Science teacher Stacey Joyce unpacks new beakers for her science class at Lord Tweedsmuir Secondary.

New curriculum for Surrey students

Surrey optimistic about new changes and new opportunities for students

An emphasis on environmental learning and aboriginal perspectives will be important components of the new school curriculum that is scheduled to be fully implemented this September from Kindergarten to Grade 9 across the province.

As students learn to interact and engage with each other and the world around them, the provincial government has created the new school curriculum to allow students to keep pace in this rapidly changing world of instant information, according to the Ministry of Education website.

This new curriculum, which was gradually phased in last year for elementary students, will encourage more ‘hands on’ learning and increased flexibility for both teachers and students.

Secondary school changes will be optional for teachers this school year but will be fully implemented in 2017-18.

Numerous Surrey teachers were actively involved in creating the new curriculum, said Surrey Teachers Association President Gioia Breda.

“September is the starting point, but it will take time to phase in,” said Breda. “Teachers will be looking for ways to implement the new curriculum and looking for opportunities for time and resources to help that implementation in the future.”

According to the B.C. government, the new curriculum must be student-oriented and flexible and allow students time to develop their skills and explore their passion while still focussing on sound foundations of literacy and math.

The core changes will be: greater focus on communication and creative/critical thinking, flexibility for teachers to tailor learning for each students needs and passions, and an increased emphasis on core foundation skills and higher level conceptual thinking.

The five current secondary school provincial exams will also be reduced to two provincial exams that focus on literacy and math skills. Grade 10 Science, Language Arts, Math and Grade 11 Social Studies provincial exams will be replaced by classroom assessments.

The Surrey School District is also optimistic about the new curriculum and the opportunities for Surrey students.

“This is a curriculum that is good for kids,” said Kathy Puharich, Director of Instruction with the Surrey School District. “It continues to have a foundation base in reading and writing and it allows our students to explore their passions and pursue their areas of interest.”

Students entering Grade 10 in 2017-18 will be the first secondary students following the new curriculum entirely.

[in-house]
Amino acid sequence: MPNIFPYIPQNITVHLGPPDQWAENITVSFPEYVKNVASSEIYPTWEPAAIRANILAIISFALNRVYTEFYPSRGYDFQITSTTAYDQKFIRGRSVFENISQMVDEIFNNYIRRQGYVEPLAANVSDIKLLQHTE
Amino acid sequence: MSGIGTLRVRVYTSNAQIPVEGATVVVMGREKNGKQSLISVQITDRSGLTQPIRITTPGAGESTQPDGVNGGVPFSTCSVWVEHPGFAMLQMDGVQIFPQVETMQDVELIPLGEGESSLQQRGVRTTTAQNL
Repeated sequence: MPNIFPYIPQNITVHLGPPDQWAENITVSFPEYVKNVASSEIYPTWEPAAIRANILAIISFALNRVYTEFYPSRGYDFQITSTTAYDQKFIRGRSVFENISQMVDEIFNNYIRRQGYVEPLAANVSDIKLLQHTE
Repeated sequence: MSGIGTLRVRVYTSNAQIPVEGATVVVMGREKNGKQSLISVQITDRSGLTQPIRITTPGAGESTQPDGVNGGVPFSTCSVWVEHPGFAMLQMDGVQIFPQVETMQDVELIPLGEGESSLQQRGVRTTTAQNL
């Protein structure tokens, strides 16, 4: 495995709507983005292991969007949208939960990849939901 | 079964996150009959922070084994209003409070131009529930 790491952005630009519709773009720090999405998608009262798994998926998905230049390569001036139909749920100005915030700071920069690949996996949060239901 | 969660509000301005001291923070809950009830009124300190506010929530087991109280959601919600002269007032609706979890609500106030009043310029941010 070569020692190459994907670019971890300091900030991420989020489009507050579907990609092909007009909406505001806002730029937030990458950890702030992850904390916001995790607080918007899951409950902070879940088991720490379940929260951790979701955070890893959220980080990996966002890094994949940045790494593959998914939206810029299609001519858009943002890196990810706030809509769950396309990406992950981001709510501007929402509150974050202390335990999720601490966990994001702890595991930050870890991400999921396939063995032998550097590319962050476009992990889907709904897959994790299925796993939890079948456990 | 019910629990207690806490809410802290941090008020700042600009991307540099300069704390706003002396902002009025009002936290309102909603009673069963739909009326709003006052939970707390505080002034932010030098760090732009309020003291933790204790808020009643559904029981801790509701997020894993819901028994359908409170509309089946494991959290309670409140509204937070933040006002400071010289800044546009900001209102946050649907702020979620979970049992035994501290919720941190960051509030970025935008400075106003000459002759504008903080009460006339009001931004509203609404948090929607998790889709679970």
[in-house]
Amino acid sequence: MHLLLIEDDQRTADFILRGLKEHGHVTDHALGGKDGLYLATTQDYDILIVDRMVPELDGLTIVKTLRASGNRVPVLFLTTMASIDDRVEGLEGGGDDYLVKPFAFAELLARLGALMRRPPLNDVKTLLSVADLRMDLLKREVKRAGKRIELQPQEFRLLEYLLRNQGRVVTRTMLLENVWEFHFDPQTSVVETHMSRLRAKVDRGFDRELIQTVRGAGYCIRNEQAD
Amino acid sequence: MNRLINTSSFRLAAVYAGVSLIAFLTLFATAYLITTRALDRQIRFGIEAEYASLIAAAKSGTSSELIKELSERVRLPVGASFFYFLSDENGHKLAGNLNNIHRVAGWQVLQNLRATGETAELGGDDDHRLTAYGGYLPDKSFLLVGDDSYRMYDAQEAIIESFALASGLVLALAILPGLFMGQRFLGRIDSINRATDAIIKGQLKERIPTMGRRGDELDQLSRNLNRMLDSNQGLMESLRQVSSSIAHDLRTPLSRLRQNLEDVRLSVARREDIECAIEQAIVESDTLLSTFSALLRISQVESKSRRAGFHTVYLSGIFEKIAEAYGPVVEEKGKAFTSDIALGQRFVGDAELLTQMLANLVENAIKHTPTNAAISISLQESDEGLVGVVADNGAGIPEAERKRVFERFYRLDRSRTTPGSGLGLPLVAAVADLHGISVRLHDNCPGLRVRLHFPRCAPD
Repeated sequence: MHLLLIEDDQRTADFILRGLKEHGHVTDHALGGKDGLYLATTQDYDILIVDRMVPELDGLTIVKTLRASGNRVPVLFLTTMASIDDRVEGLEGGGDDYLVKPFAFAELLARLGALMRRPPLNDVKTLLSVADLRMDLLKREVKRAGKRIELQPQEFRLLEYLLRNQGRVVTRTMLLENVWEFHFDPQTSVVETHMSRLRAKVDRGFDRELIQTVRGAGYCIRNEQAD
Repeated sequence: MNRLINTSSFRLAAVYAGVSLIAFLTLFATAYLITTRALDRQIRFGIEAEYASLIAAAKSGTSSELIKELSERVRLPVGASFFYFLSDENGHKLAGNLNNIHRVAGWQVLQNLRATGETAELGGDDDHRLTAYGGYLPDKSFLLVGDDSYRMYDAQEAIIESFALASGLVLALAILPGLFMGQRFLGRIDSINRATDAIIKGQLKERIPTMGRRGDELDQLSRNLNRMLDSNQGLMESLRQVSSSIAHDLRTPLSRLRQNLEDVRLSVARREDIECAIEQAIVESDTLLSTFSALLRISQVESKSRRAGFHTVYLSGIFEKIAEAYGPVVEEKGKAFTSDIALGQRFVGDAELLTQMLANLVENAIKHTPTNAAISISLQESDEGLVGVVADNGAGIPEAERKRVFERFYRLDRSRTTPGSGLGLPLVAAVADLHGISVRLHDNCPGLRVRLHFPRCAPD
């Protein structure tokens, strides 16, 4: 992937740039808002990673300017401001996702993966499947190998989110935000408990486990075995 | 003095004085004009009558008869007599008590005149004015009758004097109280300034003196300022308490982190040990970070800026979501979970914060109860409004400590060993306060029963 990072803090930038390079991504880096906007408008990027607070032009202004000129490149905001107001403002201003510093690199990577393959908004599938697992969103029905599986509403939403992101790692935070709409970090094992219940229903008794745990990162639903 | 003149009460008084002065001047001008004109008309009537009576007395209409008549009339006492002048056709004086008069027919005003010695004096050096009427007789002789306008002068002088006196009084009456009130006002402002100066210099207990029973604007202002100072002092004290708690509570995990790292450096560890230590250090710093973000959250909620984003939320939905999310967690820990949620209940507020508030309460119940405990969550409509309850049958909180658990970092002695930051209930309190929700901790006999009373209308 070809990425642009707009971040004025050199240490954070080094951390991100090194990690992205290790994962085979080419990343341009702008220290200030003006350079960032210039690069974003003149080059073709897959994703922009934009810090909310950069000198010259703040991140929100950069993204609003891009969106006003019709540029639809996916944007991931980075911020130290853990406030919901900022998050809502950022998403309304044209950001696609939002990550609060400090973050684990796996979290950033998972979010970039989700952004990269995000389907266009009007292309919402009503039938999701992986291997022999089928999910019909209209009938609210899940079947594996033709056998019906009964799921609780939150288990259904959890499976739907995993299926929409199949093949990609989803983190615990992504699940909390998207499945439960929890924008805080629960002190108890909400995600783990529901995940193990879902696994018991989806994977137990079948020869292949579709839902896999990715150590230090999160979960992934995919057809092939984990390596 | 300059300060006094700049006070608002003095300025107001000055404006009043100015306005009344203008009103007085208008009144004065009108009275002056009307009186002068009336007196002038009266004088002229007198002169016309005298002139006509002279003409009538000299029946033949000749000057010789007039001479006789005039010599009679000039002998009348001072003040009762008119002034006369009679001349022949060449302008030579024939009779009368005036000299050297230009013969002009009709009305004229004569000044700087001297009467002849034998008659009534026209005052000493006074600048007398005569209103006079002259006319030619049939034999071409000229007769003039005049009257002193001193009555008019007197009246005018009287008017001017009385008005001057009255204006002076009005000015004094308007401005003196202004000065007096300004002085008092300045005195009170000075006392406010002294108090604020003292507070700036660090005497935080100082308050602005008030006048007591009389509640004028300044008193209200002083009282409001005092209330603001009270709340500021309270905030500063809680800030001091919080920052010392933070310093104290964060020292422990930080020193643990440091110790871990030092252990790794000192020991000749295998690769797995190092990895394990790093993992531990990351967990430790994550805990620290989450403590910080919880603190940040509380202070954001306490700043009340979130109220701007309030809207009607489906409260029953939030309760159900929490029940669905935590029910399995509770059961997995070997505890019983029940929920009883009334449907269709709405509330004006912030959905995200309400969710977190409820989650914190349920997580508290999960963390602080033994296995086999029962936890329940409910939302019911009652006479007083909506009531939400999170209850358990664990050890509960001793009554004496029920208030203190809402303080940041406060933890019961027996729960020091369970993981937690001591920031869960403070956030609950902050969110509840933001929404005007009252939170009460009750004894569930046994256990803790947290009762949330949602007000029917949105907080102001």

With more than 1,000 new students expected in the district this fall, Surrey is the largest district in B.C. with more than 71,000 students attending 101 elementary schools, 19 secondary schools, five student learning centres, three adult learning centres along with on-line learning programs and inter-agency programs serving a variety of student needs.

For more detailed information about the new curriculum changes go to https://curriculum.gov.bc.ca/curriculum-info

Surrey North Delta Leader

Get local stories you won't find anywhere else right to your inbox.
Sign up here

Just Posted

Surrey school district student enrolment down from projections

‘That’s not something I can say in my time in Surrey, I have ever said at the board table’: superintendent

Fraser Health relocates Surrey COVID-19 testing centre

New location will triple testing capacity: Dr. Victoria Lee

White Rock acupuncturist suspended for ‘scare tactics, excessive fees’

30-day suspension for Jun Hua (Davy) Hua issued Aug. 18

Latimer Road the latest Surrey school to report COVID-19 exposure

Fraser Health has created a new webpage listing COVID-19 cases in schools

Mother-daughter charged in 2017 torched-SUV killing in South Surrey now allowed contact

Judge grants Manjit Kaur Deo permission to connect with Inderdeep Kaur Deo through a lawyer

3 new deaths due to COVID-19 in B.C., 139 new cases

B.C. confirms 40 ‘historic cases,’ as well

Supreme Court Justice Ruth Bader Ginsburg dies at 87

The court’s second female justice, died Friday at her home in Washington

Emaciated grizzly found dead on central B.C. coast as low salmon count sparks concern

Grizzly was found on Gwa’sala-‘Nakwaxda’xw territory in Smith Inlet, 60K north of Port Hardy

VIDEO: B.C. to launch mouth-rinse COVID-19 test for kids

Test involves swishing and gargling saline in mouth and no deep-nasal swab

B.C. teachers file Labour Relations Board application over COVID-19 classroom concerns

The application comes as B.C.’s second week of the new school year comes to a close

Young Canadians have curtailed vaping during pandemic, survey finds

The survey funded by Heart & Stroke also found the decrease in vaping frequency is most notable in British Columbia and Ontario

CHARTS: Beyond Metro Vancouver, COVID-19 cases in B.C. haven’t increased much recently

COVID-19 case counts outside of Metro Vancouver have been level since July

70-year-old punched in the head in dispute over disability parking space in Nanaimo

Senior’s turban knocked off in incident at mall parking lot

Machine pistol among 14 firearms seized from Alaska man at B.C. border crossing

Corey Scott Kettering faces charges of smuggling and prohibited firearm possession

Most Read